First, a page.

Variety rice or Kalavai Sadam ( Mixed rice) as it is known in Tamil is a popular travel dish. It is so popular among travelers that it is referred to as Kattu Sadam ( packed rice).Variety rice is just cooked rice mixed with flavouring and a variety of goodies to create a quick meal. Papad / Vadam / Pickles are served as accompaniments. Traditionally a dozen types of variety rice are normally cooked. This cookbook expands the definition to showcase many more varieties. The recipes in this table are arranged in increasing order of difficulty. Recipe number 000 is the simplest to cook and 999 the toughest.
If you have come here looking for traditional Kalavai Sadam / Variety rice, they are all here, but buried deep inside. Recipe numbers 711 – 718 covers traditional Variety rice – Coconut rice, lemon rice etc. Apart from the handful of traditional variety rice, hundreds more can be cooked by changing the base, flavouring and goodies used.
Change Base :
Don’t be shocked to see Puffed rice / Rice flakes listed here. These are just processed rice and can be used to create some of the easiest, tastiest and quickest rice dishes. Puffed rice is eaten as a staple food in parts of north Karnataka and Bengal. They require little or no cooking and so you can make your dishes in no time at all. It is a pity that the easy to cook, nutritious and cheap rice flakes / puffed rice do not enjoy the reverence accorded to the better marketed corn flakes / popcorn. Rayalaseema’s Buggani is nothing but a variety rice made using puffed rice. The Tamil Avil Uppuma is a variety rice prepared using rice flakes instead of rice. Replace cooked rice with rice flakes in Tamarind rice and you get Puli Avil.
The simplest ‘variety rice’ you can cook up is recipe number 000 which is just moist puffed rice mixed with Poriyals( dry vegetable curries), Podis ( Spicy lentil powders) or Pickles. This gives you a great tasting dish, but is not considered a traditional recipe, which usually calls for cooked rice.
Moving down the table, you can use different types of rice (Long grained / medium grained) Each will impart its own taste, texture and flavor to the dish.
Most rice is usually polished to give it the coveted pure white colour. This is at the cost of many nutrients and fiber in the outer layers getting polished away. Use unpolished rice and you get a dish which might not look great, but would be far more nutritious.
Most rice used in South India is parboiled rice (rice steamed in husk and dried). Though it takes longer to cook, it is more nutritious and easily digestible than raw rice. Stir frying rice imparts a nutty flavor and also prevents rice from sticking to each other.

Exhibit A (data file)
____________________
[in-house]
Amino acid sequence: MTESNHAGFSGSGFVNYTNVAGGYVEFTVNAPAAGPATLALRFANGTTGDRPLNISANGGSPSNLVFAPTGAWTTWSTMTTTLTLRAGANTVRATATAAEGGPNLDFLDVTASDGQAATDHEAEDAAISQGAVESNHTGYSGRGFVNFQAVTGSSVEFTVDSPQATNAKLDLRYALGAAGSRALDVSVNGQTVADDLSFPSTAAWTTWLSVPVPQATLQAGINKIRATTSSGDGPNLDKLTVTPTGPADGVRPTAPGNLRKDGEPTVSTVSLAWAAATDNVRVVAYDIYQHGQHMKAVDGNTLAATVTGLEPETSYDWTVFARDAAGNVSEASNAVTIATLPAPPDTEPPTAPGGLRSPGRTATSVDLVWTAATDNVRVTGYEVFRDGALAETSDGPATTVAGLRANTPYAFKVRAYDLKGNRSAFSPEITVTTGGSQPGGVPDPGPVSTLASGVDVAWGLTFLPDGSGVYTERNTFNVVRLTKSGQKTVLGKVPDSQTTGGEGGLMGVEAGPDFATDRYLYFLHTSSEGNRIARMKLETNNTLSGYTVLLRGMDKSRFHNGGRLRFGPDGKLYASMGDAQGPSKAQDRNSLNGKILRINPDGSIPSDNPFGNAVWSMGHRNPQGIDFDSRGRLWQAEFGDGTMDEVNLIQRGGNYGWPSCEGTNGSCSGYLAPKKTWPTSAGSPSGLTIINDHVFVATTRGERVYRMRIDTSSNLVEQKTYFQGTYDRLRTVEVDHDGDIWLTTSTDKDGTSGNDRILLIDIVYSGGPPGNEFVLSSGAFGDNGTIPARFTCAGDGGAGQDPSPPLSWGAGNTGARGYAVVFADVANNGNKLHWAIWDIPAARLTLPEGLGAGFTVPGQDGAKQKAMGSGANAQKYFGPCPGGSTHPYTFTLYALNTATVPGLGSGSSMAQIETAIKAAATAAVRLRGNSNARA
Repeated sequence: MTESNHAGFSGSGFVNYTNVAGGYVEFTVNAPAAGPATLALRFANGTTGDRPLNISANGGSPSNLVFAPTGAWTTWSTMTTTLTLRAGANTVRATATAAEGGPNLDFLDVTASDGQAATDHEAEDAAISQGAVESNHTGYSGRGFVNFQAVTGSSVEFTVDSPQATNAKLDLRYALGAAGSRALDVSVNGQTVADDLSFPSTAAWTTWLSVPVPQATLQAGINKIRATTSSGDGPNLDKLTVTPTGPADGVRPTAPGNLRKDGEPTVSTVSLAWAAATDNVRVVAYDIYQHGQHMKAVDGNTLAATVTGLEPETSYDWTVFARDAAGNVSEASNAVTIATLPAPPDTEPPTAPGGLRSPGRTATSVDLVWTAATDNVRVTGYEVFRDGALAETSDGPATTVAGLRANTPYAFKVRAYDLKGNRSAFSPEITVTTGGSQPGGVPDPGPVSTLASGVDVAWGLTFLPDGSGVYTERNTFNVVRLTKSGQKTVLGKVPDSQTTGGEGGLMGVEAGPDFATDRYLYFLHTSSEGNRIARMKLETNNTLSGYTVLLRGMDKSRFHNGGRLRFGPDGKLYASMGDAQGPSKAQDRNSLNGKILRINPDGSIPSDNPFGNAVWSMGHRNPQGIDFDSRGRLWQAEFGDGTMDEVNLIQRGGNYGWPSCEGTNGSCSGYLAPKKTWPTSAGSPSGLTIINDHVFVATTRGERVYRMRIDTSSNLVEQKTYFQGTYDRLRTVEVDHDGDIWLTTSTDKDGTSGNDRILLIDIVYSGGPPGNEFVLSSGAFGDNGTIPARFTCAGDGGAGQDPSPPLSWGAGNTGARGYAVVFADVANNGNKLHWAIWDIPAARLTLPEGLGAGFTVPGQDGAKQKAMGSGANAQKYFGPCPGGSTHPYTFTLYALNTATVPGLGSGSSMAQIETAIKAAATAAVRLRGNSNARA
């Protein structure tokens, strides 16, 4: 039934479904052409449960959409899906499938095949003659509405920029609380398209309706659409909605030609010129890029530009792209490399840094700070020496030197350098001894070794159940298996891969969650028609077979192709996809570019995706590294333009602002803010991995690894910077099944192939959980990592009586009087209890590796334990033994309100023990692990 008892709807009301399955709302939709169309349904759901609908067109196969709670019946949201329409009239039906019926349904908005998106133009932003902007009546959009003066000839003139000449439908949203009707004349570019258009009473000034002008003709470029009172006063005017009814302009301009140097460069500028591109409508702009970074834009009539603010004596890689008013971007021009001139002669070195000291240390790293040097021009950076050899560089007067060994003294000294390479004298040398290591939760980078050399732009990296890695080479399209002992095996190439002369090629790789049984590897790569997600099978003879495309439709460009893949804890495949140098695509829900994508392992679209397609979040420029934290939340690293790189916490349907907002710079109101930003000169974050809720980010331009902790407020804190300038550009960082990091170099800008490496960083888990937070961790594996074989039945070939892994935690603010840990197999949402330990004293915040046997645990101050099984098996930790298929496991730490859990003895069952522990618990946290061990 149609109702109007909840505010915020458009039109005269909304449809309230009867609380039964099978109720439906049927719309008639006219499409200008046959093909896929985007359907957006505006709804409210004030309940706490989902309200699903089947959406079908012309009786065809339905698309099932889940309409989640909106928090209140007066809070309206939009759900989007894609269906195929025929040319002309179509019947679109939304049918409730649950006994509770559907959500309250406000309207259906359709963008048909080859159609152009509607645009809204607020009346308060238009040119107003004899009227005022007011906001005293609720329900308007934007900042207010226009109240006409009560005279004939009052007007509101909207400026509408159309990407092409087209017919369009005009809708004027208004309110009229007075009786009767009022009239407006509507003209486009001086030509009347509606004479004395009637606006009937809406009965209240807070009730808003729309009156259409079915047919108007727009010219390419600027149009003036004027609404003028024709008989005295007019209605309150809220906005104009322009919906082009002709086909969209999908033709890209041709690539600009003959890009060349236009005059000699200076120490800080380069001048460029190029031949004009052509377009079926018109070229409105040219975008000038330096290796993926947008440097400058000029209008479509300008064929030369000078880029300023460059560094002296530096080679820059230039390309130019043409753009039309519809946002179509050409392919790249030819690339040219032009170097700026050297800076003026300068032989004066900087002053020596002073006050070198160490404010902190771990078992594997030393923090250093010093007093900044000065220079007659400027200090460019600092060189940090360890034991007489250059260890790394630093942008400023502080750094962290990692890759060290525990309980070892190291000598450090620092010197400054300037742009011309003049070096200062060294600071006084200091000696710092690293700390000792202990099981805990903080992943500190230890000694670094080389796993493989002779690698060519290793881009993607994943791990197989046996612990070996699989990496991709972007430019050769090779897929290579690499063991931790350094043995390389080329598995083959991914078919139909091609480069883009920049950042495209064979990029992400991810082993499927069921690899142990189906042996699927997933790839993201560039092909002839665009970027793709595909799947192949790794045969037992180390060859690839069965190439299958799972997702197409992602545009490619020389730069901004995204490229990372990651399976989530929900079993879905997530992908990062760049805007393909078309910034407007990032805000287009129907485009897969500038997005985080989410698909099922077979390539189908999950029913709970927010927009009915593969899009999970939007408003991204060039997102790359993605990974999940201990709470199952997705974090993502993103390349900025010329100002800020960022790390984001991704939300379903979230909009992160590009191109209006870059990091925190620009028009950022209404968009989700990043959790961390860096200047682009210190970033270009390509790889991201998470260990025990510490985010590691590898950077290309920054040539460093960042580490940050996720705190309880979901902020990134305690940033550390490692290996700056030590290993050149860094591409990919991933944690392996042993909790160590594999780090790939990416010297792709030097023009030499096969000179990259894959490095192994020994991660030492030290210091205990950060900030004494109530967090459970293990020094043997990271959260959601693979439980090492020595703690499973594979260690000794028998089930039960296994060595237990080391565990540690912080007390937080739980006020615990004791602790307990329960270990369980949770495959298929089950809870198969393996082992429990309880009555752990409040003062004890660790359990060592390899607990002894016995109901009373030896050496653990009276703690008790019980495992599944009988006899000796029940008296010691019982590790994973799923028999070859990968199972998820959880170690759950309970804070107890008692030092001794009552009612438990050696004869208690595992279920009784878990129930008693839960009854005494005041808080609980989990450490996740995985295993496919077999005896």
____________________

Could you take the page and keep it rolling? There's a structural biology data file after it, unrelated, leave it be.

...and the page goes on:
There is an implicit assumption that certain kinds of recipes demand certain kinds of rice. For example, Basmati is not traditionally used for curd rice or tamarind rice, most probably because Basmati was just not available down south. Similarly, new varieties of rice like the Ponni and the Sona masoori were not available 50 years back. So the traditional recipes were not able to call upon these delightful varieties. But we now have easy access to a wide variety of rice from across the world. Rice is a favourite the world over and hundreds of delicious rice varieties are cultivated across the world. Fortunately, almost all these varieties are cooked the same way. Some may require a the use of bit more or less water, but do not let this trivial detail stop you from discovering the treasurehouse of rice. Experiment with many different varieties and cook up never-before-cooked variety rice.
Change flavouring :
Cooked rice tastes great with just about anything. Many ‘variety rice’ recipes call for no extra flavouring. Just add ghee to hot cooked rice and ghee rice is ready. Add boiled tuvar dal to ghee rice and you have Paruppu sadam, another favourite, though not recognized as a Kalavai Sadam. Mix in yougurt to cooked rice and Thayir sadam is ready. However, many other kinds of variety rices like coconut rice or lemon rice require extra flavouring as listed in column 2.
Flavouring for all kinds of variety rice is almost the same. A mixture of fried mustard, urad dal, chana dal, chili, asafetida and curry leaves form the basic flavouring. Nuts like peanuts / cashew may also be added. Different combinations of these spices and different methods of cooking them gives us scores of flavouring.
Don’t be shocked to see Poriyals / Podis / Pickles listed in column 3. Any poriyal (dry vegetable curry), pickle or podi ( spiced lentil powder) mixed with rice gives a Kalavai Sadam, though these are traditionally not recognized as such. Apart from these, all the other goodies listed are traditional and are widely used.
Play by varying these building blocks to cook up a never ending variety of rice dishes. Be bold and experiment and you have enough variety rice recipes to last a lifetime.
And this goes to Easycrafts Variety rice event.